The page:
We add all the candy: 50 + 40 + 30 = 120 candies in total
 We see that the two paths have obtained the same result, so we can choose the path that we find easier.
If you want to review and learn more about the distributive property, click on the following links:
What did you think about this post on examples of the distributive property? I hope it helped you to better understand the distributive property of multiplication! To keep learning, register and try Smartick for free.
Learn More:
 The Distributive Property of Multiplication
 Properties of Multiplication
 Learn the Different Properties of Multiplication
 Review the Different Properties of Multiplication
 Applying the Commutative Property of Addition and Multiplication in a Problem
Decomposing the multiplicand:
The distributive property of multiplication
Example 1. 3 × 24 
=  3 × 20 + 3 × 4 
=  60 + 12  
=  72. 
We expanded 24 into 20 + 4, and then “distributed” 3 to each one.
Look:
3 × 24  =  24 + 24 + 24 
=  20 + 4 + 20 + 4 + 20 + 4  
=  20 + 20 + 20 + 4 + 4 + 4  
=  3 × 20 + 3 × 4. 
The repeated addition of 24 is equal to the repeated addition of 20, plus the repeated addition of 4.
(For a general proof, see Appendix 4.)
Example 2. Multiply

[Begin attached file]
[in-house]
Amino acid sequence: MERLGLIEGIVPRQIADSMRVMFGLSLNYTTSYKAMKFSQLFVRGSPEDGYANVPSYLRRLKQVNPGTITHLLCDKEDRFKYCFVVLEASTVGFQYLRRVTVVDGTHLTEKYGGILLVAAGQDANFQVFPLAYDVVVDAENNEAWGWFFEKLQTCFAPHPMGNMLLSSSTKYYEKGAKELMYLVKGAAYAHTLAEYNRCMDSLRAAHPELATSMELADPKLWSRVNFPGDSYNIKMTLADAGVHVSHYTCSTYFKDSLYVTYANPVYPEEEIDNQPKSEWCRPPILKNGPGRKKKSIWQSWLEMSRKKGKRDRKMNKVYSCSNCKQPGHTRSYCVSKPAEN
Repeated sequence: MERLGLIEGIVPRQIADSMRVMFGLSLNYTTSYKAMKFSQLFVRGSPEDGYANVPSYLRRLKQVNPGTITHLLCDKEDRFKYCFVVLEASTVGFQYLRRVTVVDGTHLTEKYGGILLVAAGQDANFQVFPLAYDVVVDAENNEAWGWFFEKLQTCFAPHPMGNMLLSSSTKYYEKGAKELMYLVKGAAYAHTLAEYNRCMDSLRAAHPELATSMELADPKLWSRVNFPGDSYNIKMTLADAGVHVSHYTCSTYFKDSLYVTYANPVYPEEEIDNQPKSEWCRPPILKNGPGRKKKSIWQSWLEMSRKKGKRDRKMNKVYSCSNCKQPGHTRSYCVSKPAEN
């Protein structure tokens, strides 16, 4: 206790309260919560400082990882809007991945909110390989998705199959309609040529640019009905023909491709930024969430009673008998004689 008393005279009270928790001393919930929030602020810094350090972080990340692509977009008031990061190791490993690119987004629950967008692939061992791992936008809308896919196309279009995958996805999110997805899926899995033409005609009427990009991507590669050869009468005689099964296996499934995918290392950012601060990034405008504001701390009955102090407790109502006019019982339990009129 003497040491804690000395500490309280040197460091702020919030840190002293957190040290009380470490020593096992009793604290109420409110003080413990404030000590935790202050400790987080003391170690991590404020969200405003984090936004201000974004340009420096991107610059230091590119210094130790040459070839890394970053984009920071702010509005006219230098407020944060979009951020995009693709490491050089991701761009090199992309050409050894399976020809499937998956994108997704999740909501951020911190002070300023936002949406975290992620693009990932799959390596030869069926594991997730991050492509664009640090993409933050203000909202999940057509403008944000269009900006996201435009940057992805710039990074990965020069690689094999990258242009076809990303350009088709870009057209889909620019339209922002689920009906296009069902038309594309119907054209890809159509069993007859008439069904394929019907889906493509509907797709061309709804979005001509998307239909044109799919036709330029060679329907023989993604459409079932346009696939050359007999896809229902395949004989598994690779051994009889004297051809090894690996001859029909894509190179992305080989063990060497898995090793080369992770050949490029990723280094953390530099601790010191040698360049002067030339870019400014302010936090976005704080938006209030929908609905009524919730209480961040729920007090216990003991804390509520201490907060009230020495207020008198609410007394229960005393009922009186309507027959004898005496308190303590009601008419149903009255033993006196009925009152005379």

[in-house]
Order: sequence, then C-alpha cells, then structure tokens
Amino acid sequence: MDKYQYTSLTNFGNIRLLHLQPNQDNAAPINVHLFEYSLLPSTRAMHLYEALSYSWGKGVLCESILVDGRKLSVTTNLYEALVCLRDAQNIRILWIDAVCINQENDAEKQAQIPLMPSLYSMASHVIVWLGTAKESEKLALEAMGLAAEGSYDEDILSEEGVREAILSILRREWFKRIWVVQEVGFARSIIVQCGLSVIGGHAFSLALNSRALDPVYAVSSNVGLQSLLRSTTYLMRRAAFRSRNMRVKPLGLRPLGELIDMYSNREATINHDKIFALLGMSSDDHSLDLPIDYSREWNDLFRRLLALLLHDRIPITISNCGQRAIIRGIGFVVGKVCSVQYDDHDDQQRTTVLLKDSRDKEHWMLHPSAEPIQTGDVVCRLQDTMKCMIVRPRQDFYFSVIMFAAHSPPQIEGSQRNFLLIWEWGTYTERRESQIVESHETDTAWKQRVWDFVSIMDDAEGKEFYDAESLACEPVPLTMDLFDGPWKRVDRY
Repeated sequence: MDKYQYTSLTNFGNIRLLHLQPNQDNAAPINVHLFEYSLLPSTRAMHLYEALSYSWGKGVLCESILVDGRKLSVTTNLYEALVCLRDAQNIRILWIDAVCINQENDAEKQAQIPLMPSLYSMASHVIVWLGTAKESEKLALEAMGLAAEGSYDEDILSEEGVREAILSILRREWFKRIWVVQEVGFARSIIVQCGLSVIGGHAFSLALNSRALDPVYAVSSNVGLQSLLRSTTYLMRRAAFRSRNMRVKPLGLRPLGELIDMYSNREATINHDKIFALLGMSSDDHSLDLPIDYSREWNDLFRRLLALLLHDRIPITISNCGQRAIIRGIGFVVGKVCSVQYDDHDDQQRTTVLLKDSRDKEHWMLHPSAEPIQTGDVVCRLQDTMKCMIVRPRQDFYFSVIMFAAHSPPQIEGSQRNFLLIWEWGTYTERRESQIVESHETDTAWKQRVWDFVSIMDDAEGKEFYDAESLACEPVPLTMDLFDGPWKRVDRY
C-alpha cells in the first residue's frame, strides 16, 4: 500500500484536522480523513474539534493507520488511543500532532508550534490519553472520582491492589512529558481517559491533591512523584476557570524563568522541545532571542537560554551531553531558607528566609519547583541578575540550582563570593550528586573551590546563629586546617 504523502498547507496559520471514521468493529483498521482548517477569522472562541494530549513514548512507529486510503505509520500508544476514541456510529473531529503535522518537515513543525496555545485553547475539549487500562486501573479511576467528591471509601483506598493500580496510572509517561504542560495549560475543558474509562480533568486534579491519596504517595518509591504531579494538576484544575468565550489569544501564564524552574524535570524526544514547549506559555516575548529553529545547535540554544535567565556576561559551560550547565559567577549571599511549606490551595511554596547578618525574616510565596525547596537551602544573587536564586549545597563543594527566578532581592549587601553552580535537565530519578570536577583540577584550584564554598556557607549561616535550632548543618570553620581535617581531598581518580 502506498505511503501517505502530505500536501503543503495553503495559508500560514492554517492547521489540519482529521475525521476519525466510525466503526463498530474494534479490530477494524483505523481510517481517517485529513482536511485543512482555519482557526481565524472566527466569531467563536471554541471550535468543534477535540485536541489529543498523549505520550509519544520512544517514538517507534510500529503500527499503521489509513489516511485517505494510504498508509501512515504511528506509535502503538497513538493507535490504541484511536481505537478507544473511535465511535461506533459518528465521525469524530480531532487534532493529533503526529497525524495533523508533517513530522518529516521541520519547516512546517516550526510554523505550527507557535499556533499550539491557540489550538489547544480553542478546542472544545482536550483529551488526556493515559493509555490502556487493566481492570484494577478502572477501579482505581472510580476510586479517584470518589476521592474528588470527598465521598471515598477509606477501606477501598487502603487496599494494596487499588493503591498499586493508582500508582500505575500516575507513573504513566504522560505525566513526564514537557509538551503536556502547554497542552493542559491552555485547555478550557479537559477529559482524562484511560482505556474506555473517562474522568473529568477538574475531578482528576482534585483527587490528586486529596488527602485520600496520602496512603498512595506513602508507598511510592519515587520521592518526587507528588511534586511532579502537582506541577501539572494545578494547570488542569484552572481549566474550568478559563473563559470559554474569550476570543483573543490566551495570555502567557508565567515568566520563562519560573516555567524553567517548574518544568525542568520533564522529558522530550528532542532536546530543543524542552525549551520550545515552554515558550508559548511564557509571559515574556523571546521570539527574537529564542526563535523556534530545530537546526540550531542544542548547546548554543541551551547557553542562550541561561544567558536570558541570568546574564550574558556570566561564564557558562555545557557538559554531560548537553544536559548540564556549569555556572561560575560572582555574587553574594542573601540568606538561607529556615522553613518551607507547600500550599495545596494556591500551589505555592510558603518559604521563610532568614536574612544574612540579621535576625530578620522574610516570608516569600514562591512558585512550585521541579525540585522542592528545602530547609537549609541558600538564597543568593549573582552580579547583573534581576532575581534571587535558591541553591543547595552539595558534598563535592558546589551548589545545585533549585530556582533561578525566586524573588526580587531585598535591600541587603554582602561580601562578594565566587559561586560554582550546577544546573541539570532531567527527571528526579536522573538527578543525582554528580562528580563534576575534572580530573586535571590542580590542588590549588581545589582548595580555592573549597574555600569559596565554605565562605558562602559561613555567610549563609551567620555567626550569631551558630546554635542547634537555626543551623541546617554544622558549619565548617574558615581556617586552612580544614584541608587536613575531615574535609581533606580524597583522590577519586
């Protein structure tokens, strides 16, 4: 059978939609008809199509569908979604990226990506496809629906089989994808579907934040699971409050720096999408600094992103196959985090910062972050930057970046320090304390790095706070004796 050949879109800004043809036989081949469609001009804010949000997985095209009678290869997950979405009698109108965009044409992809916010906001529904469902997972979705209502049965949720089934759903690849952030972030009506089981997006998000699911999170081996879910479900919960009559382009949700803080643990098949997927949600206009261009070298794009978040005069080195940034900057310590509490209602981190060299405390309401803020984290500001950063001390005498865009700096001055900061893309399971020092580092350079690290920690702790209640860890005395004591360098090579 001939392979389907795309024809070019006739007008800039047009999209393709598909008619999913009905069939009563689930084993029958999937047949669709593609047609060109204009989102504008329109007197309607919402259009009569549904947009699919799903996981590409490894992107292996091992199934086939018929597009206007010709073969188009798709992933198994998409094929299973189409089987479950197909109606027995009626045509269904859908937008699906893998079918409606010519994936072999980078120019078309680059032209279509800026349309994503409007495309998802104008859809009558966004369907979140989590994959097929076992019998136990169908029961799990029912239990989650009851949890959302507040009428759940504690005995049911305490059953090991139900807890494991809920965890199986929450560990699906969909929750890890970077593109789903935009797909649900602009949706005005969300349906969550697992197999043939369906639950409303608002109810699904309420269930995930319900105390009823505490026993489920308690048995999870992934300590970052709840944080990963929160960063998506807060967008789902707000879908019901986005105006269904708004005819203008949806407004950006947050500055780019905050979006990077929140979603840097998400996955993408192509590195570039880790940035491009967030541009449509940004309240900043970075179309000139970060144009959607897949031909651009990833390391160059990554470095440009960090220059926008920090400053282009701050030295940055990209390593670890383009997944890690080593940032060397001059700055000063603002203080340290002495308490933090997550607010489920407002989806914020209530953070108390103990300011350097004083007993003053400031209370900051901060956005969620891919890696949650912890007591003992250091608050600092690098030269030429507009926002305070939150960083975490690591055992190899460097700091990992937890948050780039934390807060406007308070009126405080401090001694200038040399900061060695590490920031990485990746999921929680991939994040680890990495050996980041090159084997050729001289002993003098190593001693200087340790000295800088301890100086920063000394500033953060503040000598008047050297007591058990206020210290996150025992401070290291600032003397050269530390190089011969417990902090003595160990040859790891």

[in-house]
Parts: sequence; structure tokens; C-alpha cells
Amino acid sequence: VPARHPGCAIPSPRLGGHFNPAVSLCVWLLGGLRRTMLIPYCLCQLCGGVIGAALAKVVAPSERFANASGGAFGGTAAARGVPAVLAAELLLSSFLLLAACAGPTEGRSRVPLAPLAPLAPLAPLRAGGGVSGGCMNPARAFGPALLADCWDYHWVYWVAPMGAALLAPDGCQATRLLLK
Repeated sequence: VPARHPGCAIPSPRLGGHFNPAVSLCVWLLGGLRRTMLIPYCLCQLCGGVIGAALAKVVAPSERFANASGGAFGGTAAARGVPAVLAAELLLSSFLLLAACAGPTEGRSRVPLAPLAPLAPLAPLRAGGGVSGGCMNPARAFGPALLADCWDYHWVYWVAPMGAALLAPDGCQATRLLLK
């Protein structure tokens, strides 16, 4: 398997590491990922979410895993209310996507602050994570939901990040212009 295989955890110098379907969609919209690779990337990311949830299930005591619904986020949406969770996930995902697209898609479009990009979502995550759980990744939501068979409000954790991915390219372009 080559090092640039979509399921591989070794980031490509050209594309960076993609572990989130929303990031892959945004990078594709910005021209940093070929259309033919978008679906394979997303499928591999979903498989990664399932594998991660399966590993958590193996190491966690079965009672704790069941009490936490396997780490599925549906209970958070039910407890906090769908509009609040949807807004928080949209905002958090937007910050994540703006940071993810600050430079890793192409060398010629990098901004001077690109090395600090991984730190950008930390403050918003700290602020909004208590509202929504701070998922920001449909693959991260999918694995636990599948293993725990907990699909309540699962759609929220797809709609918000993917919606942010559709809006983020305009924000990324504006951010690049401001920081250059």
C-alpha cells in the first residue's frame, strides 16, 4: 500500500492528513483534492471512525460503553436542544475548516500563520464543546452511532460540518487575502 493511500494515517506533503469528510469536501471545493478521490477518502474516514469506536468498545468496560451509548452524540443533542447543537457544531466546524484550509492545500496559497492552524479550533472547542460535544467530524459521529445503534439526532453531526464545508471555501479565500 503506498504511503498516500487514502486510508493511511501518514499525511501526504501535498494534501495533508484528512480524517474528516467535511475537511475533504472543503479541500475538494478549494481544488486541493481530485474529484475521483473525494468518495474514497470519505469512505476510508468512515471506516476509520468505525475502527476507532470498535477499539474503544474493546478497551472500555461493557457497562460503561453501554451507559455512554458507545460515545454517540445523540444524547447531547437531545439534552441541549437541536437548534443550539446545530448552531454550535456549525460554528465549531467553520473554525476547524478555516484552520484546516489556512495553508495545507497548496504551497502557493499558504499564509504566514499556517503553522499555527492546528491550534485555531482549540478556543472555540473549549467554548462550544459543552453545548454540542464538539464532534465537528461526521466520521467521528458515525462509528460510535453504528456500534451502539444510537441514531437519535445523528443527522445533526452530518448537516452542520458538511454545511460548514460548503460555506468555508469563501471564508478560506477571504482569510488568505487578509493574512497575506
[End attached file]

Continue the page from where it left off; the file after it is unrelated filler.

5 × 37 mentally.
Technique. Distribute 5 to 30 + 7. Say:
“150 plus 35 is 185.”
Multiply the numbers as you read them, from left to right. The last number you say is the answer.
Example 3. Multiply mentally 8 × 46.
 “320 + 48
= 368.”  Example 4. 800 × 460
 Ignore the final 0's and multiply 8 × 46. But we just saw
that  8 × 46 = 368.
 Therefore:
 800 × 460 = 368,000.
 This is “368” with three 0's.
Example 5. Multiply 6 × 7.30. (Treat problems with decimal points as dollars and cents.)
Technique. Expand 7.30 mentally into
7 + .30 Then
6 × 7.30  =  42 + 1.80  (Lesson 9) 
=  43.80. 
Example 6. What is the price of five items that cost $3.25 each?
Answer. Since 4 × $.25 = $1.00, then 5 × $.25 = $1.25. Say,
“5 × 3.25 = 15 + 1.25 = 16.25″
Example 7. Multiply 2 × 438 mentally.
Solution.  2 ×

= 
+ + 
=  876. 
The point is to say each partial sum. Look at 2 × 438 and say,
“860 + 16 is 876.”
(Again, in 438, the 4 signifies 400, and the 3 signifies 30. Lesson 2.)
Example 8. Multiply 4 × 709.
Solution.  4 × 709  = 
× 700 + × 0 + × 9 
=  2800 + 0 + 36  
=  2836. 
 Note: Any number times 0, or 0 times any number, is 0.
 Therefore, to calculate 4 × 709, simply ignore the 0 and say:
 “2800 + 36 is 2836.”
Example 9. Multiply 8,000 × 4,310.
Technique. Ignore the final 0's:
8 ×

= 
+ + 
=  3440 + 8  
=  3448. 
Now replace the four 0's:
8,000 × 4,310 = 34,480,000
Example 10. How much is 20% of $68?
Solution. 10% of $68 is $6.80. (Lesson 4.) Therefore, 20% is
2 × $6.80 = $12 + $1.60 = $13.60.
Example 11. How many hours are there in one week? How many minutes are there?
Solution. There are 24 hours in one day, and
there are 7 days in a week. Therefore,
 7 × 24 = 140 + 28 = 168 hours.
 Now, in each hour there are 60 minutes. To multiply
 60 × 168,
 ignore the 0 and multiply
6 ×

= 
+ + 
=  960 + 48  
=  1008. 
 Now replace the 0 we ignored:
 10080.
 In one week, then, there are 10,080 minutes.
 At this point, please “turn” the page and do some Problems.
 or
 Continue on to Section 3: Multiplying by rounding off
 Section 1 of this Lesson